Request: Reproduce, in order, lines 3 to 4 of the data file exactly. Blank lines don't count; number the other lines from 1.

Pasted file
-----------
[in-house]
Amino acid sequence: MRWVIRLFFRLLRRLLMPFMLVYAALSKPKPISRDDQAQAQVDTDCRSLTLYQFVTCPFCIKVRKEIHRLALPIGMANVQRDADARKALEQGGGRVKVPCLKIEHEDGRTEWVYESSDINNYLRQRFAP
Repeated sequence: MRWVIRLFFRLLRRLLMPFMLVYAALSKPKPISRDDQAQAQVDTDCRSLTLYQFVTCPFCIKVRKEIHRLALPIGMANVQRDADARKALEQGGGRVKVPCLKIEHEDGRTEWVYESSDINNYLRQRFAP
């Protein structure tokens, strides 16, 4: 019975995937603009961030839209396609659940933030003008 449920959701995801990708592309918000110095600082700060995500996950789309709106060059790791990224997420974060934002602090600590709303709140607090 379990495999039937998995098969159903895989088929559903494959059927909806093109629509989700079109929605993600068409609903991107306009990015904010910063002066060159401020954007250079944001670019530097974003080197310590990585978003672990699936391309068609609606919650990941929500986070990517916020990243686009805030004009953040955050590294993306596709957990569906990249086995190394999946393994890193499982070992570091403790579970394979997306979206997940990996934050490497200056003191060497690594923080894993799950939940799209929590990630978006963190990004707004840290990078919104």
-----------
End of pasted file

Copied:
Repeated sequence: MRWVIRLFFRLLRRLLMPFMLVYAALSKPKPISRDDQAQAQVDTDCRSLTLYQFVTCPFCIKVRKEIHRLALPIGMANVQRDADARKALEQGGGRVKVPCLKIEHEDGRTEWVYESSDINNYLRQRFAP
């Protein structure tokens, strides 16, 4: 019975995937603009961030839209396609659940933030003008 449920959701995801990708592309918000110095600082700060995500996950789309709106060059790791990224997420974060934002602090600590709303709140607090 379990495999039937998995098969159903895989088929559903494959059927909806093109629509989700079109929605993600068409609903991107306009990015904010910063002066060159401020954007250079944001670019530097974003080197310590990585978003672990699936391309068609609606919650990941929500986070990517916020990243686009805030004009953040955050590294993306596709957990569906990249086995190394999946393994890193499982070992570091403790579970394979997306979206997940990996934050490497200056003191060497690594923080894993799950939940799209929590990630978006963190990004707004840290990078919104």